Prothonotary Warbler

Prothonotary Warbler

Tuesday, 20 September 2016

Prairie patch action, #1

Prairies are great places to explore, for all kinds of reasons. Unfortunately there aren't many left! So sometimes small patches of vegetation that appear somewhat like prairie have to do instead.

I've been to a few of those lately. One place is a narrow strip along an active railway line just east of Thamesville. A few posts ago I highlighted some of my findings. As I was in the area recently, I decided to check it out again. Not surprisingly, the Ironweed that was dominant and highly attractive to butterflies at my previous visit, was just about finished. But as often happens in the natural world, another species takes its place. This time it was Prairie Thistle (Cirsium discolor).

Prairie Thistle is quite uncommon in Ontario, being ranked as S2. It is a much paler purple than the abundant, and not native, Bull Thistle (Cirsium arvense).
Prairie Thistle
And the butterflies loved it! This first image is of a very tattered Giant Swallowtail visiting an equally tattered Ironweed. I was impress by how easily this worn individual could still fly. I am sure that it must have been much more taxing given the lack of lift these wings could provide.
This is another Giant Swallowtail, not quite as tattered as the previous one. During my previous visit I had as many as eight Giants, but there were only about three this time.
 There were at least a couple of Great Spangled Fritillaries around.
Great Spangled Fritillary
And several Monarchs....it was hard to keep track of their numbers as they moved around constantly.

This next image shows not a butterfly, but a day-flying moth known as a Hummingbird Clearwing. In flight it very much resembled a hummer.

Other winged invertebrates included a few damselflies, such as this Eastern Forktail.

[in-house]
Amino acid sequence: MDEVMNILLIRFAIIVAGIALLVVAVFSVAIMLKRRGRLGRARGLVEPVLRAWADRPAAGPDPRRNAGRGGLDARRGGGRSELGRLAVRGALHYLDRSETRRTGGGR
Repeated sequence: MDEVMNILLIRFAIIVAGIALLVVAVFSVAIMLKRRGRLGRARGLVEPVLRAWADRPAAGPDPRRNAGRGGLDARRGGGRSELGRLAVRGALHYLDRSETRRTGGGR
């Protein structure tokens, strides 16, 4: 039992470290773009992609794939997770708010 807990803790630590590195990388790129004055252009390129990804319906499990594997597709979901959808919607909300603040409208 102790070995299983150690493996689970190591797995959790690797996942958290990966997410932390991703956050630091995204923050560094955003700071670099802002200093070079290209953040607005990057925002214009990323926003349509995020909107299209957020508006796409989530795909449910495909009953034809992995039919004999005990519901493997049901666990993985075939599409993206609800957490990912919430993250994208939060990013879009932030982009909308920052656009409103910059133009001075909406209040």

But butterflies were the main attraction, and there were the usual common species, such as Viceroy, Black Swallowtail, Eastern Tiger Swallowtail and this Peck's Skipper on the much darker Bull Thistle.

I also visited a friend's family farm north of Thamesville, where several hectares have been planted into various mixes of prairie grasses and forbs. There was much the same mix of butterflies, but I lucked out and got a couple of rarer ones, such as the not-so-common Common Buckeye....
Common Buckeye
.....and the even less common Common Checkered Skipper. It has been an excellent year for this species. I have seen more this year than in all my previous years of looking for butterflies!
Common Checkered Skipper
Where there are wide grassy roadsides in rural areas, there are often a few Groundhogs....at least until the predators get wind of them!

Even more recently I have explored some prairie patches and restoration areas in Lambton. I will be highlighting them in a future post.




2 comments:

  1. Hi Allen,

    is this site publicly accessible? If so, what are the directions to reach this site? Thank you. Alfred Adamo

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    Replies
    1. Hi Alfred. I am not at liberty to give out the location of the private property, but if it is the RR prairie, it is as follows: from the main intersection at the traffic lights of Thamesville (Longwoods Road/Victoria Road), take Victoria Road north to the edge of the village to Jane St. Follow it east and north of Thamesville to where it becomes Jane Road/Chatham-Kent Rd 23. Within 2-3 kilometres you will get to the Fairfield Road intersection. The RR in question actually crosses that intersection. The best bit of prairie wildflower vegetation is along the west side of the intersection. The RR line is active, so be aware of the trains as they go through the area fairly quickly!

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